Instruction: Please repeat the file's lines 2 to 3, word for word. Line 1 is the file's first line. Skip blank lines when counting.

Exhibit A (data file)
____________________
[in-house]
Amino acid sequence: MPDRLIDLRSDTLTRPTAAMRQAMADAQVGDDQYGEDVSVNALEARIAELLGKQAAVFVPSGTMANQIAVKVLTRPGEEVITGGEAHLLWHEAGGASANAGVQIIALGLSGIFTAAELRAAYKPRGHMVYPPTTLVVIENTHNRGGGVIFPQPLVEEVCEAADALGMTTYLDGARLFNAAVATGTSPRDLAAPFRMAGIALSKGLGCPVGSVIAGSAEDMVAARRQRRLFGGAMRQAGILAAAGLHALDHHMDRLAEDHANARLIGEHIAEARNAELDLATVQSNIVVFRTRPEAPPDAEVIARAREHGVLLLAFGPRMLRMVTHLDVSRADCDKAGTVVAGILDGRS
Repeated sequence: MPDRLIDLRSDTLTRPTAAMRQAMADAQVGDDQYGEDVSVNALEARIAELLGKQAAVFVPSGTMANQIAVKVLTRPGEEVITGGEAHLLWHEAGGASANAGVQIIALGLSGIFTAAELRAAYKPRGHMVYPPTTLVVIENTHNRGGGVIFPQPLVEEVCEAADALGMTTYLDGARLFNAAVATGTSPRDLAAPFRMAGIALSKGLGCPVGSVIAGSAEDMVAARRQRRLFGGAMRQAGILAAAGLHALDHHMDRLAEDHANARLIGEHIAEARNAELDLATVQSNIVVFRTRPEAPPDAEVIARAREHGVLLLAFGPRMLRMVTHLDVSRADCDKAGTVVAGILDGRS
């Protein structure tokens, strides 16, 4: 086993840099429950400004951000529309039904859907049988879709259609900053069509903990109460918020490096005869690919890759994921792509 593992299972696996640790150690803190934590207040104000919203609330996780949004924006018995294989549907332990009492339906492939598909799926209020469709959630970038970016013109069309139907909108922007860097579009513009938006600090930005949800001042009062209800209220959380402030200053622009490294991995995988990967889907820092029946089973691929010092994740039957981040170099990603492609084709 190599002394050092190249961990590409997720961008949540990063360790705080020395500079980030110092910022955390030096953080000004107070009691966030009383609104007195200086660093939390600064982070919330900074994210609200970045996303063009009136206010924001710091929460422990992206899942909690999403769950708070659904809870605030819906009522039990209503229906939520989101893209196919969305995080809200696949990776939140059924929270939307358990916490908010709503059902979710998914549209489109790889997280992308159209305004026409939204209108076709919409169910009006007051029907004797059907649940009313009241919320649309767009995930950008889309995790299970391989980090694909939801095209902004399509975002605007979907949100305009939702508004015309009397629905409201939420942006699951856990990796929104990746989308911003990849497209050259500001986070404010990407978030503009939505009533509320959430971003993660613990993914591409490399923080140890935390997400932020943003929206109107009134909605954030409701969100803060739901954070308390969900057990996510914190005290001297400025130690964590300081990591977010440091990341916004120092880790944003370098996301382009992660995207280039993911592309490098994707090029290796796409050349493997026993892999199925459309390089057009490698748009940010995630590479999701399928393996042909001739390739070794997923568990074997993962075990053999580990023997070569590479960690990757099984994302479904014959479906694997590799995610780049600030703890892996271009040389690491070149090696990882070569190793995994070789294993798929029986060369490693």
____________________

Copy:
Amino acid sequence: MPDRLIDLRSDTLTRPTAAMRQAMADAQVGDDQYGEDVSVNALEARIAELLGKQAAVFVPSGTMANQIAVKVLTRPGEEVITGGEAHLLWHEAGGASANAGVQIIALGLSGIFTAAELRAAYKPRGHMVYPPTTLVVIENTHNRGGGVIFPQPLVEEVCEAADALGMTTYLDGARLFNAAVATGTSPRDLAAPFRMAGIALSKGLGCPVGSVIAGSAEDMVAARRQRRLFGGAMRQAGILAAAGLHALDHHMDRLAEDHANARLIGEHIAEARNAELDLATVQSNIVVFRTRPEAPPDAEVIARAREHGVLLLAFGPRMLRMVTHLDVSRADCDKAGTVVAGILDGRS
Repeated sequence: MPDRLIDLRSDTLTRPTAAMRQAMADAQVGDDQYGEDVSVNALEARIAELLGKQAAVFVPSGTMANQIAVKVLTRPGEEVITGGEAHLLWHEAGGASANAGVQIIALGLSGIFTAAELRAAYKPRGHMVYPPTTLVVIENTHNRGGGVIFPQPLVEEVCEAADALGMTTYLDGARLFNAAVATGTSPRDLAAPFRMAGIALSKGLGCPVGSVIAGSAEDMVAARRQRRLFGGAMRQAGILAAAGLHALDHHMDRLAEDHANARLIGEHIAEARNAELDLATVQSNIVVFRTRPEAPPDAEVIARAREHGVLLLAFGPRMLRMVTHLDVSRADCDKAGTVVAGILDGRS